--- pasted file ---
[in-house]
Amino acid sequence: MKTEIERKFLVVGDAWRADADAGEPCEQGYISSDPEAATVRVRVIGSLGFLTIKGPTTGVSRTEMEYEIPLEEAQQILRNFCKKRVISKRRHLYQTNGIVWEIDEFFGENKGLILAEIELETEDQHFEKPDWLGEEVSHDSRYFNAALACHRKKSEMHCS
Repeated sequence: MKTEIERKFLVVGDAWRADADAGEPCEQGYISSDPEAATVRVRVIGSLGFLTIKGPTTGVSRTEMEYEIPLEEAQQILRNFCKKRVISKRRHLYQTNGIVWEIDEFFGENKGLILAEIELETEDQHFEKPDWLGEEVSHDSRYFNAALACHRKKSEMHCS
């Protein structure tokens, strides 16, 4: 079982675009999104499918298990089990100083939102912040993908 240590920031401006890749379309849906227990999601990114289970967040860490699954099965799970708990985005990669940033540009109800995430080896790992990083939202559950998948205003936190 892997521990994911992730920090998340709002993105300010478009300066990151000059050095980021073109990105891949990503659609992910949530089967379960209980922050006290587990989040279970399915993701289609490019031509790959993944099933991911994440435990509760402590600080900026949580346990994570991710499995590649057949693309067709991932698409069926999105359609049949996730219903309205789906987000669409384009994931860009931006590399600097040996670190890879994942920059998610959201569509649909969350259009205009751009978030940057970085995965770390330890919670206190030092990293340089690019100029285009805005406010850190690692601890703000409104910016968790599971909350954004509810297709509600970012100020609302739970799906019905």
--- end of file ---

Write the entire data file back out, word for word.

[in-house]
Amino acid sequence: MKTEIERKFLVVGDAWRADADAGEPCEQGYISSDPEAATVRVRVIGSLGFLTIKGPTTGVSRTEMEYEIPLEEAQQILRNFCKKRVISKRRHLYQTNGIVWEIDEFFGENKGLILAEIELETEDQHFEKPDWLGEEVSHDSRYFNAALACHRKKSEMHCS
Repeated sequence: MKTEIERKFLVVGDAWRADADAGEPCEQGYISSDPEAATVRVRVIGSLGFLTIKGPTTGVSRTEMEYEIPLEEAQQILRNFCKKRVISKRRHLYQTNGIVWEIDEFFGENKGLILAEIELETEDQHFEKPDWLGEEVSHDSRYFNAALACHRKKSEMHCS
């Protein structure tokens, strides 16, 4: 079982675009999104499918298990089990100083939102912040993908 240590920031401006890749379309849906227990999601990114289970967040860490699954099965799970708990985005990669940033540009109800995430080896790992990083939202559950998948205003936190 892997521990994911992730920090998340709002993105300010478009300066990151000059050095980021073109990105891949990503659609992910949530089967379960209980922050006290587990989040279970399915993701289609490019031509790959993944099933991911994440435990509760402590600080900026949580346990994570991710499995590649057949693309067709991932698409069926999105359609049949996730219903309205789906987000669409384009994931860009931006590399600097040996670190890879994942920059998610959201569509649909969350259009205009751009978030940057970085995965770390330890919670206190030092990293340089690019100029285009805005406010850190690692601890703000409104910016968790599971909350954004509810297709509600970012100020609302739970799906019905």